for Thanksgiving dinner; they always serve a pork and green salsa chili.
Some folks prepare a squirrel stew.
I'm not one of them.
In my house, since I'm a vegetarian, I prepare all the side dishes
like mashed potatoes, candied yams, green bean casserole, and stuffing.
No turkey. No ham. No squirrel.

I was thinking of such things today as I watched a squirrel
on one of our bird feeders.
It turned very cold yesterday, 
so when I saw Mr. Squirrel perched on the arch of the shepherd's hook
that holds our "squirrel proof" feeder, I wondered what he was up to.

His tail was fluffed and curled over his back and rested between his ears.
I figured he was trying to keep warm, 
and I admired the muscles outlined in his legs and the power and grace 
with which he moves.

But then he moved on to the roof of the house-shaped feeder, 
the one with a bar that closes the seed tray when his weight settles down on the lever.
He leaned over, stretched out his long back,
grabbed the lever with both of his tiny paws
and pulled the lever up, exposing the seed tray. 
He stuck his snout in and supped.

I'm sure this week, Mr. Squirrel is thankful
that he is still smarter than most humans.

Monday, November 25, 2013

Thanksgiving Tips and Recipes for Creative People

Preparation for Thanksgiving dinner
includes a lot of meal planning, grocery shopping, and meal preparation.
Not to mention house cleaning, decorations and place settings.
Taken all together, it's a lot of work but
there is an abundance of tips and recipes for making your Thanksgiving memorable,
courtesy of the Internet.

I can't say this ever occurred to me, 
but I guess if you're having that many people to dinner,
you might need a short cut like this:

While the potatoes are cooking and people are milling around hungry,
serve up a turducken cheeseball. 
Fortunately, you can make this in advance. ;-)

Before folks fill up on the turducken cheese ball,
remind them that dinner will be ready soon 
and they won't want to ruin their appetites.
After all, there is the stuffing to look forward to.
You can get creative there also. What about a little "stuffin"? 
That's stuffing baked into individual muffin pans.
Too conventional?
Then how about stuffing pizza?

thanksgiving pizza

I think I would have to decline an invitation for that kind of pizza.

So often at the end of a Thanksgiving meal, 
we have to decide between the pumpkin and the apple pie.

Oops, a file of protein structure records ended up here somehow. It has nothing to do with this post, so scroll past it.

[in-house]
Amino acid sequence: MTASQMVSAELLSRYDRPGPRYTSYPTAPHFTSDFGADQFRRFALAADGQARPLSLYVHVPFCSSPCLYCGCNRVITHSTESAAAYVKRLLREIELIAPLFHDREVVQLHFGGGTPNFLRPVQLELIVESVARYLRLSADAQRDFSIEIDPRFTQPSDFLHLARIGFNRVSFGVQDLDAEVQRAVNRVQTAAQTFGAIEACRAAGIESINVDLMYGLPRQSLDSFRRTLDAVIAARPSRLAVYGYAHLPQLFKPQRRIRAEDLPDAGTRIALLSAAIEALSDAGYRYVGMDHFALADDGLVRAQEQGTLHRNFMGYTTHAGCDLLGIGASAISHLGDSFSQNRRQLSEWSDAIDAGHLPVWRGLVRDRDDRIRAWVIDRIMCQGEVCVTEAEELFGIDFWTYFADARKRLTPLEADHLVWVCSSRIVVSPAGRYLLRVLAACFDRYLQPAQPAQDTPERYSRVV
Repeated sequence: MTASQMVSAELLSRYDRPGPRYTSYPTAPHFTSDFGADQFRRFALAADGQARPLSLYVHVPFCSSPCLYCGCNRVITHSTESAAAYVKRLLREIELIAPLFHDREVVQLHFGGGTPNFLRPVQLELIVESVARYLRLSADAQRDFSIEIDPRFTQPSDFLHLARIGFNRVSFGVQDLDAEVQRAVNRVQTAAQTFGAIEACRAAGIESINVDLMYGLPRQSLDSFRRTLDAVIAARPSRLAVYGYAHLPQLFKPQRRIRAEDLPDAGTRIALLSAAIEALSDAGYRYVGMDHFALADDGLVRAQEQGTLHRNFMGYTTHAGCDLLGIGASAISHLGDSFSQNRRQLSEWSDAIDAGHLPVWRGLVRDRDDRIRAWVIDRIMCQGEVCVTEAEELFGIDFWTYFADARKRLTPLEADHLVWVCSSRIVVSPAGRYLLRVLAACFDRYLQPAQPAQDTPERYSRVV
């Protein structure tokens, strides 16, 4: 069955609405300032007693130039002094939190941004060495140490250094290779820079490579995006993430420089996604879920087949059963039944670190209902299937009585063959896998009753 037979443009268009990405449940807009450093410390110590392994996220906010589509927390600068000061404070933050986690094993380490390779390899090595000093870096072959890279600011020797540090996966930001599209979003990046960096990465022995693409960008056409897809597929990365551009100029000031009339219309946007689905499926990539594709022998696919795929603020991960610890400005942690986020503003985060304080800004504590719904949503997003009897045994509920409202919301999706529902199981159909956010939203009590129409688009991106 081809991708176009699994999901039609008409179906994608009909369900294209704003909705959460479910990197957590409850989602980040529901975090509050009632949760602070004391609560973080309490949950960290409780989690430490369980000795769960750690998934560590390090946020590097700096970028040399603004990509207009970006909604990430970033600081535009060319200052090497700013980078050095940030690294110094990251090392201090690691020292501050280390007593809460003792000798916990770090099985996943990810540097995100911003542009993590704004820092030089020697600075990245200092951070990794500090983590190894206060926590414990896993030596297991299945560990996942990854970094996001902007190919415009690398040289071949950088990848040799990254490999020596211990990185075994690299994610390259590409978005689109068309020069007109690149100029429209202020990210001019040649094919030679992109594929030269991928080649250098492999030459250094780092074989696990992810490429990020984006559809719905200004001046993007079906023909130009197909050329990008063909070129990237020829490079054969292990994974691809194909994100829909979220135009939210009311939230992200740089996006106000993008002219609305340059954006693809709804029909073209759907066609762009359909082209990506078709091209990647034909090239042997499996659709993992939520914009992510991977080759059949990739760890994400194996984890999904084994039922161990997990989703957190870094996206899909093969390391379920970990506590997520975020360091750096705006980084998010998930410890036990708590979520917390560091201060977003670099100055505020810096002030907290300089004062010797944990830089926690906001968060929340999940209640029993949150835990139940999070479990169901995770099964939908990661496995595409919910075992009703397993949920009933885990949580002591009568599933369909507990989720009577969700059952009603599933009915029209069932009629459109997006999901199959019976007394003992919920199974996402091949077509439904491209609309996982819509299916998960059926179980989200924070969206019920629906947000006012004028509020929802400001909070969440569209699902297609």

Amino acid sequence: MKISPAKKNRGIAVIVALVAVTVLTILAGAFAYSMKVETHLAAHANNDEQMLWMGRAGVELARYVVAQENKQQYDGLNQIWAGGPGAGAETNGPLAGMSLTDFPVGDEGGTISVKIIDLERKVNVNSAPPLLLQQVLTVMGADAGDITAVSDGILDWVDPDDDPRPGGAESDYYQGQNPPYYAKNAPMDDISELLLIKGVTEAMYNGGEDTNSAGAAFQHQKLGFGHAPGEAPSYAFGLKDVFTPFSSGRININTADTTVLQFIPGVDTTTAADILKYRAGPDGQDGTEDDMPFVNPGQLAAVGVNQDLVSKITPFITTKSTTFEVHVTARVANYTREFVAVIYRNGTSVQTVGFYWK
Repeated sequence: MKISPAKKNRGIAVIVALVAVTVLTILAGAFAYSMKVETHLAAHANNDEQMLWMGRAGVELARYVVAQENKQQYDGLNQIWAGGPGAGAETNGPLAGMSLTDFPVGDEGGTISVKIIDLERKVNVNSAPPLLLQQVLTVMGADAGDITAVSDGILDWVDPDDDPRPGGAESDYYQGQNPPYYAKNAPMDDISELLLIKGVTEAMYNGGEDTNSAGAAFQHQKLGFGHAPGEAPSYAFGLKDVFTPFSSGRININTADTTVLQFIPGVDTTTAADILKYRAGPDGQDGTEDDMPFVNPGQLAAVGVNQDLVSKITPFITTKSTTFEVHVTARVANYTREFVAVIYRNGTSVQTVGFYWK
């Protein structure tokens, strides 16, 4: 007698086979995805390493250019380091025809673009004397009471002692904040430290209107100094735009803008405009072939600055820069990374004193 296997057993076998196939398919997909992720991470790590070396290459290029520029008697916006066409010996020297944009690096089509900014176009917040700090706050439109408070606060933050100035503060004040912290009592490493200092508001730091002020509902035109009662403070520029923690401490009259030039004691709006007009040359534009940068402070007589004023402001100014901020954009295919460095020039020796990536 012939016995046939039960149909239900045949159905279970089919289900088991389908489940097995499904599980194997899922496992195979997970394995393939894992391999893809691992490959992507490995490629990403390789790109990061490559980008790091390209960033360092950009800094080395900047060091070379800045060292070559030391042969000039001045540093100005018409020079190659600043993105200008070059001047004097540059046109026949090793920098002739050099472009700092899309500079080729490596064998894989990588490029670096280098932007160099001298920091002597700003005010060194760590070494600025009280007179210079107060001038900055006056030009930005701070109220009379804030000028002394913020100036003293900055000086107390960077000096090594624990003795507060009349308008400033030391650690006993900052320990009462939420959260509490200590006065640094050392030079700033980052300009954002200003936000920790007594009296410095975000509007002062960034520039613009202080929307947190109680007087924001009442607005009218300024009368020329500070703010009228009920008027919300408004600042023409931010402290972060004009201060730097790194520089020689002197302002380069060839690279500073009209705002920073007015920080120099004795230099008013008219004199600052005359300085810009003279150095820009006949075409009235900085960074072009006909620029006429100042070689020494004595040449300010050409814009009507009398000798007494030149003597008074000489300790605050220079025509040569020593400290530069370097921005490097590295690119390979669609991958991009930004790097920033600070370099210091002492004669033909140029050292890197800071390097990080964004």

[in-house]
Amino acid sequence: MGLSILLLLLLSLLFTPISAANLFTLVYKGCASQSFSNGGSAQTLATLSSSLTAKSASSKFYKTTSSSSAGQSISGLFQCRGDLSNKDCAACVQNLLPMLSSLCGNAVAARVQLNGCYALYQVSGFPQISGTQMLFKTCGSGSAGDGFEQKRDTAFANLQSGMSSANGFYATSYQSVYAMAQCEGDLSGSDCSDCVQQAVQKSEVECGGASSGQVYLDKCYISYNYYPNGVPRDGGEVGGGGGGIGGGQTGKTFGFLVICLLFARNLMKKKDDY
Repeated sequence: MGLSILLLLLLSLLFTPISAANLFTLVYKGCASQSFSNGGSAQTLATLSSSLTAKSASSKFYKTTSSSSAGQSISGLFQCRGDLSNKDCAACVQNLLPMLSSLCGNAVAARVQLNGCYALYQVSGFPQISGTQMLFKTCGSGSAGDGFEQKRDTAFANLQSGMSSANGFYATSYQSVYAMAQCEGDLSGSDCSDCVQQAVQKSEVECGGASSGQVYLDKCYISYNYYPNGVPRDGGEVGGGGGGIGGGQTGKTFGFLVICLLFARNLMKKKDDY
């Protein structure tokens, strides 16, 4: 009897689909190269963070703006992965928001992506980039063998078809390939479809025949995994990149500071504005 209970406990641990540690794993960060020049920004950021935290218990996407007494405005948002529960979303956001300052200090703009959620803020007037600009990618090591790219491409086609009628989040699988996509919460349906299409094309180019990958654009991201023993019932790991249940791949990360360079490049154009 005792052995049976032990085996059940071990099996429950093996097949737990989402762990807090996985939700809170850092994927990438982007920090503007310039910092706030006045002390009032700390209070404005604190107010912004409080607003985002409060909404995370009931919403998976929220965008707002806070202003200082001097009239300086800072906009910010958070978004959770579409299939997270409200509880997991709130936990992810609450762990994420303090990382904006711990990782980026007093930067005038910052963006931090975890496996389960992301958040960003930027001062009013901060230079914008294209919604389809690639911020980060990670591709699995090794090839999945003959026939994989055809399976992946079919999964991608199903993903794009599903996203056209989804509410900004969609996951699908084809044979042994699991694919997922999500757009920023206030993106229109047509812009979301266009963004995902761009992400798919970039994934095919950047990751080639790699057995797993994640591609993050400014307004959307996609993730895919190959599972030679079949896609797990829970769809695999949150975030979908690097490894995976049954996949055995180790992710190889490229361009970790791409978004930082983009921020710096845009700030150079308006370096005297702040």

Solve that problem this year by baking a cherpumple pie cake.

I don't even want to see what some people are going to do with the turkey.

Sunday, November 24, 2013

Shadows on the Wall

This time of year, as more and  more of the autumn leaves bid farewell
to the trees in the Shire, something that I call "the light show"
begins on the inside walls of my house.
When the sunlight is just so, and the wind catches the branches just right,
 the remaining leaves begin to dance in shadows across the walls.
Like reflections on water, like glitter on gold,
they glimmer in arabesques and jetés of light.
It never gets old.

Saturday, November 23, 2013

Thanksgiving Decorations Inside and Out

I love the holidays:
the food, the fun, the time off from work, the decorations.
Since well before Halloween, Christmas products and decorations
have been in the stores,
but I'm one of those people who likes to observe my holidays one at a time.
And that means I'm still looking forward to Thanksgiving and the harvest decor.

I love the warmth and simplicity of this Thanksgiving table:

I saw these next decorations
and remembered I have some of the little orange berry arrangements around here.
I'm going to have to look for those, but I don't have a clue where I might have put them.

Glass gives naturals a sophisticated air:

I think this autumn leaf arrangement is beautiful:

But you can't beat this: pumpking pie under the warm glow of  twinkle lights:


Friday, November 22, 2013

Reflections on Falling Leaves

This morning for the first time in a long time,
I had time to look out the window 
and watch the breeze blowing through the trees.
It's funny the way the wind can make the leaves 
seem to boil and bubble.

Attached to their branches, the leaves dangle or rock or sway.
Sometimes they wiggle just a little 
or jump up and down,
or twist and turn.
If they were weren't so soft, they would rattle.
What a symphony that would be.

I noticed that depending on the type of leaf,
they all fall differently.
Some drift,
some waft,
some spiral and spin.

Sometimes one leaf takes off alone,
other times they come down in twos or tens or more.


If I were a leaf, I think I would hang on tight to my branch
until the last possible moment.
I'd watch as my companions drifted away.
But I would wait.
I'd wait until I heard a whisper saying
let go now,
let go.